I've tried 3 different mentalism-oriented effects with ok results. (They get a bigger reaction from any staff members who might be watching.) I'll write more about which effects I've tried tomorrow. In fact, I'll post my set list from a couple of the shows.

I'm glad that you guys have found this thread helpful and interesting. Let's keep it going. : )

- Daniel
Message: Posted by: DanielCoyne (Apr 29, 2011 11:24AM)
Here's an example of a flyer I emailed as a PDF in advance to help promote my show.

[img]http://danielcoyne.com/images/magicposter.jpg[/img]
Message: Posted by: DanielCoyne (Apr 29, 2011 11:51AM)
Sample set list for nursing home show.

Warm Up:[list]
[*] Hat manipulation.
[*] Card flourishes and boomerang cards.
[*] Close-up ring and string effect.
[/list]

SHOW[list]
[*] Introduction and quick change (Dress Code by Callen Morelli)
[*] Club juggling routine to music
[*] Torn & restored sign / mouth coil
[*] Silk productions / silk fountain / candle production and vanish (Yes, I light the candle. Yes, I asked permission.)
[*] Hopping Spots
[*] Quick mentalism bit
[*] Invisible Deck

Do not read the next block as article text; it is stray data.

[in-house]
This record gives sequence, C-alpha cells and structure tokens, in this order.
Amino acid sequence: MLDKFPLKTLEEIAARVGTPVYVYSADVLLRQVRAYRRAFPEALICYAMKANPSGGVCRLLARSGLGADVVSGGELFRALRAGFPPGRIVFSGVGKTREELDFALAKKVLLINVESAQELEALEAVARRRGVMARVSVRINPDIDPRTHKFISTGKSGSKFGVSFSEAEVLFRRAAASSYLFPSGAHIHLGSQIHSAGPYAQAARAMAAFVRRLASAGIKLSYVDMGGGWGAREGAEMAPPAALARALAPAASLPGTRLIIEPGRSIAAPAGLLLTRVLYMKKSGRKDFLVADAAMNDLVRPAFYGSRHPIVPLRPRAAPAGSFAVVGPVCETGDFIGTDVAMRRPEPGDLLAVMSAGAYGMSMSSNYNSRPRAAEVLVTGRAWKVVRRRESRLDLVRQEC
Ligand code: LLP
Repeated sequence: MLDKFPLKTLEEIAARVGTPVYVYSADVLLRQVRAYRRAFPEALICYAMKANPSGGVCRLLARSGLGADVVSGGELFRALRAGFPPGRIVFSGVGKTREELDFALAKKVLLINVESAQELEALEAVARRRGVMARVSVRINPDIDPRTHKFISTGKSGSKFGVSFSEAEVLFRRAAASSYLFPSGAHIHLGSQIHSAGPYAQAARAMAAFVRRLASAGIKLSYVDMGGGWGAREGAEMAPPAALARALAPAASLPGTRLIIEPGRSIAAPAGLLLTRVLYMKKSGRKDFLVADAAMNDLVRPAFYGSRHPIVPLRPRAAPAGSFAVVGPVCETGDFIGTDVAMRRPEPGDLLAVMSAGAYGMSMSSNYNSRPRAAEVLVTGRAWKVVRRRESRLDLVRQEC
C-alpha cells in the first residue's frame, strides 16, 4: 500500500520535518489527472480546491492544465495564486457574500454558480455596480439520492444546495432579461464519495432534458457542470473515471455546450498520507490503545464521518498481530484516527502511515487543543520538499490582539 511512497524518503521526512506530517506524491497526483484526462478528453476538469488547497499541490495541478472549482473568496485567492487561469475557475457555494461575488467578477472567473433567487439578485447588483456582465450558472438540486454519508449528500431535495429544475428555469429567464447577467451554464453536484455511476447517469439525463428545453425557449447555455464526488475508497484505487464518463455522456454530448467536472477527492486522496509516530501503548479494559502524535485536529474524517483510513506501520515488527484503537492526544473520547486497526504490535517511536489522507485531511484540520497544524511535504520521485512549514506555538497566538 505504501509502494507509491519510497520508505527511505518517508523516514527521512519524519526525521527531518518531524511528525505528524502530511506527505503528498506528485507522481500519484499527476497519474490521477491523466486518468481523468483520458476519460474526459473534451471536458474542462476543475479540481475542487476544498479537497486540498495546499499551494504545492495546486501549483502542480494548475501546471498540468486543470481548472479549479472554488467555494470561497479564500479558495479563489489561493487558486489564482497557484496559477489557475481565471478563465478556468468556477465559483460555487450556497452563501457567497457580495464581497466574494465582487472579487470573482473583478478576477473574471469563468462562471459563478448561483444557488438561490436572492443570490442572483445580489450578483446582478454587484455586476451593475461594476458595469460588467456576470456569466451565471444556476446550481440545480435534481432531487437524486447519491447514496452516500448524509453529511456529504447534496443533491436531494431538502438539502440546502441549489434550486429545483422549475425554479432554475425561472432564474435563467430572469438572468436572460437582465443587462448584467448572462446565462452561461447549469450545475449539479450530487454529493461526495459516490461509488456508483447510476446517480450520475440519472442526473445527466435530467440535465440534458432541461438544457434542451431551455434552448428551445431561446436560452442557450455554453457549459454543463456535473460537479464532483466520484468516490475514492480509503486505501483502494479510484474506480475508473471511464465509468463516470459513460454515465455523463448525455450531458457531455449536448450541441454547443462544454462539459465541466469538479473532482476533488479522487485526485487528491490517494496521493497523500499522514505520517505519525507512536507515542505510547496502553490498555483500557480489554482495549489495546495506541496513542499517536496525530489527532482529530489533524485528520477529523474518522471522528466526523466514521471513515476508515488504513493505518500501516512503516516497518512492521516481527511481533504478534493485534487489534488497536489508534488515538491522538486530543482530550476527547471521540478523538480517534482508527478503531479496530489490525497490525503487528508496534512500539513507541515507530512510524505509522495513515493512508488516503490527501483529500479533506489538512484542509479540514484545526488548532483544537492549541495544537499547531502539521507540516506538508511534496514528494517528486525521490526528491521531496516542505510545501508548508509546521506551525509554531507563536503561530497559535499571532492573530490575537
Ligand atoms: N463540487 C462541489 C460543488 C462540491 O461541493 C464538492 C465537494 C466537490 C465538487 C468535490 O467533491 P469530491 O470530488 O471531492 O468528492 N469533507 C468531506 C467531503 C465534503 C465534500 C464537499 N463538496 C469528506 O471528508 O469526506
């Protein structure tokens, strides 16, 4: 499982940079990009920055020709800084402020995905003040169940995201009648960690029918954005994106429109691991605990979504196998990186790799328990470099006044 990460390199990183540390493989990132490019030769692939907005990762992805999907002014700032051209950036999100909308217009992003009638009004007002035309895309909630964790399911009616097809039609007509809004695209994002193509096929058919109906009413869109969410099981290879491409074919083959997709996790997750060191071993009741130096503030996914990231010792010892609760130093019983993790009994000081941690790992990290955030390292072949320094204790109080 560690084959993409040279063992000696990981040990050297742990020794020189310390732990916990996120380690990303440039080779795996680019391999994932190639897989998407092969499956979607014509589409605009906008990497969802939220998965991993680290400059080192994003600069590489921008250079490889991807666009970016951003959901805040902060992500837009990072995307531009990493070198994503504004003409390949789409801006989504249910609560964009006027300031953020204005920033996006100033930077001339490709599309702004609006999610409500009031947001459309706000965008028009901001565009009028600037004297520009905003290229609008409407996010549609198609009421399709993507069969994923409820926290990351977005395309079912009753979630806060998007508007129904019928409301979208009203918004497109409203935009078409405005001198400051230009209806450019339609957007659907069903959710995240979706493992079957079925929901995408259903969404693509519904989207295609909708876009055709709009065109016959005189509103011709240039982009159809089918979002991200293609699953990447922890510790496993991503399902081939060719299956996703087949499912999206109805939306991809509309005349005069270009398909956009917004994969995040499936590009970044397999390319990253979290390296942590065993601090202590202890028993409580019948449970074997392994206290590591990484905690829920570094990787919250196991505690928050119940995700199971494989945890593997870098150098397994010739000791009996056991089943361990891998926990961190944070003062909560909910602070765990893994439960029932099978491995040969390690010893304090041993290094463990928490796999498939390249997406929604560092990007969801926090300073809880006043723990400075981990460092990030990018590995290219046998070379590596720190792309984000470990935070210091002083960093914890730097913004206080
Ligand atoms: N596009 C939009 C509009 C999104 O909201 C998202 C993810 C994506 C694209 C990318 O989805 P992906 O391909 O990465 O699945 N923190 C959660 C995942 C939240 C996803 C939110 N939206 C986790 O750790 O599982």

[*] Ropes (mostly Fiber Optics stuff)
[*] Song: Five Foot Two (sung with Ukulele accompaniment plus kazoo.)
[*] Money sequence (jumbo coin productions, miser's dream, spring bills, etc.)
[*] Ball juggling routine to music
[*] Silk-to-Egg
[*] Song: My Girl (with karaoke accompaniment)
[*] Thanks for having me -- throw streamers
[/list]

Music and schmoozing while I pack up.

This lasts about an hour. In my opinion, this is a little too long for a nursing home show. However, that's what the administrators wanted, and actually, the residents stay pretty engaged.

I hope this is helpful. Feel free to ask about specific effects, or whatever.

Thanks,
Daniel
Message: Posted by: Mike Maturen (May 1, 2011 09:15PM)
Daniel...what a great thing you are doing!

I haven't done a nursing home show in 30+ years (shame on me!)...but I do often perform free of charge for various charities. Last month, I was the headliner at the Child Abuse and Neglect Prevention of Alcona County (CANPAC) free family fun night. This month, I am the entertainment for our Catholic parish's Mother's Day celebration. In July, I am doing the Walk For Life for cancer awareness.

Now...I gotta book some paying gigs so I can afford all this stuff!